Alito and Thomas Dissent: ‘Constitution Does Not Guarantee Right to Enter into Same-Sex Marriage’

Shannon Quick | June 26, 2013 | 4:24pm EDT
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Justice Samuel Alito (AP)

( – Distancing themselves from the majority on the Supreme Court, Justices Samuel Alito and Clarence Thomas filed a dissenting opinion to Wednesday's Defense Against Marriage Act ruling, stating that “same-sex marriage presents a highly emotional and important question of public policy – but not a difficult question of constitutional law."

"The Constitution does not guarantee the right to enter into a same-sex marriage,” the justices wrote.

The landmark case was filed by Edith Windsor of New York, who was forced to pay taxes on an inheritance when Thea Spyer, the woman she married in Ontario, Canada, died in 2009.

Windsor was asking the court to “resolve a debate between two competing views of marriage,” the dissent reads: traditional marriage, between a man and a woman, and what the justices refer to as “consent-based” marriage defined as: “… the solemnization of mutual commitment – marked by strong emotional attachment and sexual attraction – between two persons.”

“The Constitution does not codify either of these views of marriage,” Alito writes. “The silence of the Constitution on this question should be enough to end the matter as far as the judiciary is concerned.”

Windsor asked the Supreme Court to look at DOMA through the lens of the Fifth Amendment’s due process clause. But Alito argued that the due process clause does not apply to this case.

“It is well established that any 'substantive' component to the Due Process Clause protects only those fundamental rights and liberties which are, objectively, ‘deeply rooted in this Nation’s history and tradition,’” Alito explains in his dissent. “It is beyond dispute that the right to same-sex marriage is not deeply rooted in this Nation’s history and tradition.”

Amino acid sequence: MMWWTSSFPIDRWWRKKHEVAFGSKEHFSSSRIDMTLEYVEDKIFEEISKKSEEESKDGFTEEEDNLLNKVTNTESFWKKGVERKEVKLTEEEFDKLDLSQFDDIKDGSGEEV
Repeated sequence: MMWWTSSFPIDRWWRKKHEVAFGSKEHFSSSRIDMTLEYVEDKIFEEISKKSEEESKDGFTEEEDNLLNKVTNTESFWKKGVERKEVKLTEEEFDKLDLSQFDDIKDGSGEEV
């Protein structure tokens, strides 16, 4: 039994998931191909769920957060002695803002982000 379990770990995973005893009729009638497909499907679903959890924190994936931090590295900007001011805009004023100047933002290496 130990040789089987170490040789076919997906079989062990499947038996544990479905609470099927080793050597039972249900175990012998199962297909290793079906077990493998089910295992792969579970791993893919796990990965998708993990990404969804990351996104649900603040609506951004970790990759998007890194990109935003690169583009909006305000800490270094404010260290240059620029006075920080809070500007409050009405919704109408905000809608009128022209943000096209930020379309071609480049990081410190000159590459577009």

In fact, Alito points out, “No country allowed same-sex couples to marry until the Netherlands did so in 2000.”

“What Windsor and the United States seek, therefore, is not the protection of a deeply rooted right but the recognition of a very new right,” Alito writes. And because of the lack of deep-rooted history, he believes the “Justices have cause for both caution and humility.”

“Perhaps because they cannot show that same-sex marriage is a fundamental right under our Constitution, Windsor and the United States couch their arguments in equal protection terms,” Alito writes.

“In my view, the approach that Windsor and the United States advocate is misguided,” since they asked the court "to rule that the presence of two members of the opposite sex is as rationally related to marriage as white skin is to voting or a Y-chromosome is to the ability to administer an estate,” Alito maintained.

“In our system of government, ultimate sovereignty rests with the people, and the people have the right to control their own destiny. Any change on a question so fundamental should be made by the people through their elected officials,” he added.

“I hope that the Court will ultimately permit the people of each State to decide this question for themselves. Unless the Court is willing to allow this occur, the whiffs of federalism in the today’s opinion of the court will soon be scattered to the wind.”


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